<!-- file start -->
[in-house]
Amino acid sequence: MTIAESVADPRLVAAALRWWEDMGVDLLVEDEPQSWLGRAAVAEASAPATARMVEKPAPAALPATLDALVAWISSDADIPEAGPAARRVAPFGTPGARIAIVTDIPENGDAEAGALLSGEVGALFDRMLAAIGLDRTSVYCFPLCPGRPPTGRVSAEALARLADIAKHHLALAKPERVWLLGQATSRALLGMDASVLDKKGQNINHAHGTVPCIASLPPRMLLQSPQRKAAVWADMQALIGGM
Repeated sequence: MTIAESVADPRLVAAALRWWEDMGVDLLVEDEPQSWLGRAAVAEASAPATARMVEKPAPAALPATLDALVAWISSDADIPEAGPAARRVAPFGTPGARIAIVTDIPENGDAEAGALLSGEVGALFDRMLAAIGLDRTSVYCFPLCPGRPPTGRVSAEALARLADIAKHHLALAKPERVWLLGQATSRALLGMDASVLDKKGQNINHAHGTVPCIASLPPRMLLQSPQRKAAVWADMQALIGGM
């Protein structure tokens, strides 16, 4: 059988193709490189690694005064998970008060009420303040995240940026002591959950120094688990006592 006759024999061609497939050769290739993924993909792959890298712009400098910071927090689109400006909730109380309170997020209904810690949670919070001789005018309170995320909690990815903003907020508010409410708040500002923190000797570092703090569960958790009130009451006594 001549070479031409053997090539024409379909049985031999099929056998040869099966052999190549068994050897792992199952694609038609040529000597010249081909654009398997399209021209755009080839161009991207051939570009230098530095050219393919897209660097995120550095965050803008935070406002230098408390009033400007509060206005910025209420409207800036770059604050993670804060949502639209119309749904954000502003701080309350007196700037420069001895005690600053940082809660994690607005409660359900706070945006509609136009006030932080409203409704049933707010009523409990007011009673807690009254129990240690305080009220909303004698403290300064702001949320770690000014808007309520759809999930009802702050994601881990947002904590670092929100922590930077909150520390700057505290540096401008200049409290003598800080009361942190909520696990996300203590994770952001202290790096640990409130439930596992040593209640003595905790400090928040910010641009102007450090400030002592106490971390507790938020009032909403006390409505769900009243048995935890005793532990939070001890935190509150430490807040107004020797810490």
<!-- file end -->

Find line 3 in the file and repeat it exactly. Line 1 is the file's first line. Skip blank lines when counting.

Repeated sequence: MTIAESVADPRLVAAALRWWEDMGVDLLVEDEPQSWLGRAAVAEASAPATARMVEKPAPAALPATLDALVAWISSDADIPEAGPAARRVAPFGTPGARIAIVTDIPENGDAEAGALLSGEVGALFDRMLAAIGLDRTSVYCFPLCPGRPPTGRVSAEALARLADIAKHHLALAKPERVWLLGQATSRALLGMDASVLDKKGQNINHAHGTVPCIASLPPRMLLQSPQRKAAVWADMQALIGGM